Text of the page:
Lighthizer himself is not running for public office, but one can notice straight away that the author is not only penning this book for a mass audience, he’s also writing for one person in particular — former President Trump, who is mentioned in glowing terms early and frequently by the author. It reads very much like a job interview for a similar position in a second Trump term, and a recent profile of the author in the Wall Street Journal only confirms my suspicion. 

So how does public choice help us cut through the sucking up to Mr. Trump and see plainly what Mr. Lighthizer is proposing? Two particular innovations are critical. The first is widely known by students in political science — the work of Mancur Olson in understanding why and how groups organize. 

Olson’s first great book is The Logic of Collective Action and in it, he addresses a puzzle that had stumped scholars for decades. When one looks at the long history of intellectual discussions about the dangers of democracy, many very smart people have been worried about mass democracy and rule by majoritarian mobs, and rightly so. But Olson’s work tackles a different vexing question about democracy — how do relatively small groups seem to exercise outsized influence over policy making.  Why do farmers, groups of manufacturers, the elderly, maintain large amounts of political power even when it hurts the interests of most of the rest of the citizens in a democratic system? 

The answer for Olson was the costs of organizing as compared to the benefits.  So, in the case of tariffs on foreign goods for example, the costs are paid by consumers in the form of a relatively small “tax” incurred by the tariff and spread widely across the population of a country.  This makes it economically inefficient for large groups of consumers to organize and oppose the tariffs.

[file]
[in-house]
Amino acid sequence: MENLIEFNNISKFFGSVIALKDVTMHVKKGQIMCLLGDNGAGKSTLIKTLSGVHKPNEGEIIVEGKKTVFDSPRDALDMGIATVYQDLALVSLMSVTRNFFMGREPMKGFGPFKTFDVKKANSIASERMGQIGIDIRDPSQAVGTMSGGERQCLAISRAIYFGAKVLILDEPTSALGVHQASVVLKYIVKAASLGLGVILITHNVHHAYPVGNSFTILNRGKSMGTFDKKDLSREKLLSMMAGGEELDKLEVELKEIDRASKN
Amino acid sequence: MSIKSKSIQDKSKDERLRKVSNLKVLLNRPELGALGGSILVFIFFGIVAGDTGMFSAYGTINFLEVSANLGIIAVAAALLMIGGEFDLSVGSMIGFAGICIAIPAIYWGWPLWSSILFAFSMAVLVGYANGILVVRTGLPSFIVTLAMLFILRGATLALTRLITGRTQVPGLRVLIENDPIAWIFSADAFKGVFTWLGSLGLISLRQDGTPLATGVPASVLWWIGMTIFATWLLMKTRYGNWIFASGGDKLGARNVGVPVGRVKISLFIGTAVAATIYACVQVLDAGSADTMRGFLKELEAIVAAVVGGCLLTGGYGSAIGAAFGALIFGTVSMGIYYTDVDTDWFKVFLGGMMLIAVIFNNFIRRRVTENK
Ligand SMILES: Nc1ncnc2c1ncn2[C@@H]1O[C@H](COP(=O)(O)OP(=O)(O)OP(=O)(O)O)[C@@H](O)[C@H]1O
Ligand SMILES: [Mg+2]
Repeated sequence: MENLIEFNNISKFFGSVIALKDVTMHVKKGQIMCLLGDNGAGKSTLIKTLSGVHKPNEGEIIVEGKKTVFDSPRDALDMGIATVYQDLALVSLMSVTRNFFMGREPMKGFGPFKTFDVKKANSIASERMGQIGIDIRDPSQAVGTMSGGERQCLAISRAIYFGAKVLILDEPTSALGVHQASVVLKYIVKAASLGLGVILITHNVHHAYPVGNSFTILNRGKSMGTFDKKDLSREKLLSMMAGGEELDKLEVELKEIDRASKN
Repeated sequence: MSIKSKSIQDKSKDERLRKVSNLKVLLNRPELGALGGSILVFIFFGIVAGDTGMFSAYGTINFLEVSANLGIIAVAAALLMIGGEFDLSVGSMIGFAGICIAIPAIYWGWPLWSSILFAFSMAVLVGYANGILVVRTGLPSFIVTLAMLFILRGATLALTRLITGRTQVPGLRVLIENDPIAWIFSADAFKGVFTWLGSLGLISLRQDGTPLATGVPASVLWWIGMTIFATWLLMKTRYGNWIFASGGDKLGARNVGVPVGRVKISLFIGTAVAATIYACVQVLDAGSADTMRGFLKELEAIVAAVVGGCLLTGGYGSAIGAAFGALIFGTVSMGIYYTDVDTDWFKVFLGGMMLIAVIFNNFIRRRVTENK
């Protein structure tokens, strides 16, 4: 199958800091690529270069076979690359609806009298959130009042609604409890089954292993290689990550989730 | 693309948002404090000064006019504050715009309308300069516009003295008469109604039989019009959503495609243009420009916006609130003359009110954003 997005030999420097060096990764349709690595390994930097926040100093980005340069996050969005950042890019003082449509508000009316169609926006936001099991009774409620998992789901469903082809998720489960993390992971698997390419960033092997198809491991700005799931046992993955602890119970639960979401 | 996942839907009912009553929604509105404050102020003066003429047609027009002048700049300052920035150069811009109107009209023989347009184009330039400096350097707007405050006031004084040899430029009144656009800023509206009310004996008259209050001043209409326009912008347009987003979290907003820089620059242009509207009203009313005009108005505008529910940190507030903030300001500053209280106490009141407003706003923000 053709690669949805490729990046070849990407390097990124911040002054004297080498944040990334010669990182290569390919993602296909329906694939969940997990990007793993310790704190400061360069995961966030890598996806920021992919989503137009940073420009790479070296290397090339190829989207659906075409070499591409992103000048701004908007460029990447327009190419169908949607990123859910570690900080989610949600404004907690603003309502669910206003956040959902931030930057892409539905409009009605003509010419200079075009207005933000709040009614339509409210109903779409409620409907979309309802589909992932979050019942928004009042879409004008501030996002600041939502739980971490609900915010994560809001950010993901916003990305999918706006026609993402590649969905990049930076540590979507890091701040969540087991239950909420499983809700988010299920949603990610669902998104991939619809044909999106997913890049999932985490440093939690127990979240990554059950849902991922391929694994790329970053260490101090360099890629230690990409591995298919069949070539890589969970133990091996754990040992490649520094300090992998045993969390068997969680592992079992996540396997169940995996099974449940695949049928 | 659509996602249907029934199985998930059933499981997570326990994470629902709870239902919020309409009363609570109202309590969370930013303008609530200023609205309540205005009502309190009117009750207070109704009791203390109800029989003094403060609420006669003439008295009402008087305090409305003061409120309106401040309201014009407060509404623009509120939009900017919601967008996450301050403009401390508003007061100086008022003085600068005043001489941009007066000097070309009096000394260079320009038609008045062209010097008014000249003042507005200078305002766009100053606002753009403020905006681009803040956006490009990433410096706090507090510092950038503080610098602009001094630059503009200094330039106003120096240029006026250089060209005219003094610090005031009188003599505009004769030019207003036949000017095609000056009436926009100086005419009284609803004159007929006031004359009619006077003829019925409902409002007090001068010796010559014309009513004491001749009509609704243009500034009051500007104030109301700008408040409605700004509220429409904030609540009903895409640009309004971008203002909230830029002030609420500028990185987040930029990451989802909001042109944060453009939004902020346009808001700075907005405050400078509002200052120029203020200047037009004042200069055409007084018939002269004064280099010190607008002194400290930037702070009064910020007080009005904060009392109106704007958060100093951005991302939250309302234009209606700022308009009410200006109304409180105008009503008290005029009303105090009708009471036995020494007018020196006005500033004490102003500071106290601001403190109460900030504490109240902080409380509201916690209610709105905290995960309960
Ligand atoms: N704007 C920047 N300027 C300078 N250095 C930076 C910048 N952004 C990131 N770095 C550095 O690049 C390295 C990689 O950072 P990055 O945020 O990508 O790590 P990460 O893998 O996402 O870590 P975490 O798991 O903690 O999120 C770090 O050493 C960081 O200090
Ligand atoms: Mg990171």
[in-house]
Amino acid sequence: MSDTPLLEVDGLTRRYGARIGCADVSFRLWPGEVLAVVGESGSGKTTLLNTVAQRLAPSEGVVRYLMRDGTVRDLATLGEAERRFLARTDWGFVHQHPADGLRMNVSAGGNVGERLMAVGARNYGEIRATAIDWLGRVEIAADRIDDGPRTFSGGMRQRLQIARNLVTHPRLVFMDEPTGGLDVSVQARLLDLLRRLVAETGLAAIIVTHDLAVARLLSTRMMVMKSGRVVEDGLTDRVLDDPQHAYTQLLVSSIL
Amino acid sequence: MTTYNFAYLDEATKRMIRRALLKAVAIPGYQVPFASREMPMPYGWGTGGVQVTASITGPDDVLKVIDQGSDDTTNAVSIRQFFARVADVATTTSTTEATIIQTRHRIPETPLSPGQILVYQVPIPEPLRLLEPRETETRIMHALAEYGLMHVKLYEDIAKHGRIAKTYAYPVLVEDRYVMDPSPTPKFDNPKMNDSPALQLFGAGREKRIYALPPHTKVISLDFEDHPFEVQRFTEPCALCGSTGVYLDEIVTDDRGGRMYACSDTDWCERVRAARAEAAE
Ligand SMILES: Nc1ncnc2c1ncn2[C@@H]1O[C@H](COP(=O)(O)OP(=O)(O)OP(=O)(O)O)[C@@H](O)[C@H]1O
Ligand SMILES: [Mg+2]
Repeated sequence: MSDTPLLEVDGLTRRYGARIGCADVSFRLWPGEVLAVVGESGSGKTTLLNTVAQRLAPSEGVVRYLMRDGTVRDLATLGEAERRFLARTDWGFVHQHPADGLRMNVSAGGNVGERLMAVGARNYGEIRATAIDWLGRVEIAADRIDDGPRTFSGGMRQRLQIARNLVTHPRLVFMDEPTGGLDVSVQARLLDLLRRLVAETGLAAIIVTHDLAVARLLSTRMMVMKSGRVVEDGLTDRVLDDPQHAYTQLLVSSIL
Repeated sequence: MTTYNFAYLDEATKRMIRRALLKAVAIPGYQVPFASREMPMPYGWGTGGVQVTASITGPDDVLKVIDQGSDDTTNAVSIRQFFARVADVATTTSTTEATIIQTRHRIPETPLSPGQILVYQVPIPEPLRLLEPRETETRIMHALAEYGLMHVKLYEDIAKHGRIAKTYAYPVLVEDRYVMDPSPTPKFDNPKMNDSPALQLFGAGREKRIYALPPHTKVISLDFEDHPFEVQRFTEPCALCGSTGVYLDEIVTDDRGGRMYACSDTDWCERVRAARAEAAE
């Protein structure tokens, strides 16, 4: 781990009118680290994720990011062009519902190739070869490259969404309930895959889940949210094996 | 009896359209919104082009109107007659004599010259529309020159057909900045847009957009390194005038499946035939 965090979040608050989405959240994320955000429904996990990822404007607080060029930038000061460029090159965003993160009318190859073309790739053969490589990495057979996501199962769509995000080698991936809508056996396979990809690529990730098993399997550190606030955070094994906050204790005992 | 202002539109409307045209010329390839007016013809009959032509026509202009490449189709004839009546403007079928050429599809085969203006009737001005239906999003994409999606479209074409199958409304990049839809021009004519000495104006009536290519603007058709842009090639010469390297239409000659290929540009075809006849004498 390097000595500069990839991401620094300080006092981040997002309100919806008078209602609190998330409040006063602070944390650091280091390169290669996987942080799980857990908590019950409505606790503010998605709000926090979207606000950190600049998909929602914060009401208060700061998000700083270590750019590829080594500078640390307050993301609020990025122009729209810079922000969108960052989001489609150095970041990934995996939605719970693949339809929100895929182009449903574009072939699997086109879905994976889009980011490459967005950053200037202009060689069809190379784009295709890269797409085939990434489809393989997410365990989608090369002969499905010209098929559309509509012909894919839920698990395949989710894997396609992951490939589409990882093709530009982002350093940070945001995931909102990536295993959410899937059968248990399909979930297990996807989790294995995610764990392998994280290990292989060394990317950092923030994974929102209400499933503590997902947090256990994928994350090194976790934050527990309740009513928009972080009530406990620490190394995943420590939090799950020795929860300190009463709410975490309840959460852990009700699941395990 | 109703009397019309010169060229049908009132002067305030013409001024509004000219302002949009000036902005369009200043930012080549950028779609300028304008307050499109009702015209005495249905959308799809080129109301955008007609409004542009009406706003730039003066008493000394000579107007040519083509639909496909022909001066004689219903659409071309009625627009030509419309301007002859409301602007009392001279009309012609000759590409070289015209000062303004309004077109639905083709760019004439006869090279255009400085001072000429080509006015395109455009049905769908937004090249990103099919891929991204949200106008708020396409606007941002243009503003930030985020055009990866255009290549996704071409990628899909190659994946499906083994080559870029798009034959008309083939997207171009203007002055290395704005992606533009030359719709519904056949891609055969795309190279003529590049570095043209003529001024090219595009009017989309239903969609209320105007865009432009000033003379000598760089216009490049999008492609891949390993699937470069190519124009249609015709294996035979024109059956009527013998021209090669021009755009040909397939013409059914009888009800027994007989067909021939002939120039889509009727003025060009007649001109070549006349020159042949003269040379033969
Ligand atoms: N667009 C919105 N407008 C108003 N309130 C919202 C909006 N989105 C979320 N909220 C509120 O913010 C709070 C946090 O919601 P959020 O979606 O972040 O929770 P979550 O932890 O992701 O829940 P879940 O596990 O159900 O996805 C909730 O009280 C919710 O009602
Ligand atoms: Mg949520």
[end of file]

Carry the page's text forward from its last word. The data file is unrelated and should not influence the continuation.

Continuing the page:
Just as critically the benefits of tariffs are concentrated among relatively small groups, the owners of steel manufacturers for example and their workers who keep their jobs despite not being cost competitive. Because the benefits to them are high and the costs of self-organizing are relatively lower compared to their benefits, the incentives exist for them to organize and lobby.  And responsiveness of politicians to such political pressure is amplified when those groups serve as swing voters in highly competitive states during hotly contested and tight presidential elections as we have had recently. Olson explains why the return of economically zombie-like tariffs have risen from the political graveyard of ideas since the 2016 election and now accepted by Democrats and Republicans alike. Tariffs are merely taxes on consumers that benefit domestic producers enforced by government. The only serious way to understand them is as political phenomena. 

The second innovation from public choice that can help us understand Lighthizer’s love letter to his former boss comes from the great political economist Bruce Yandle. Yandle hails from the South, Georgia in particular, and spent most of his career at Clemson in South Carolina. His experiences helped him develop an expression to understand how economic incentives can be camouflaged under the guise of moral claims.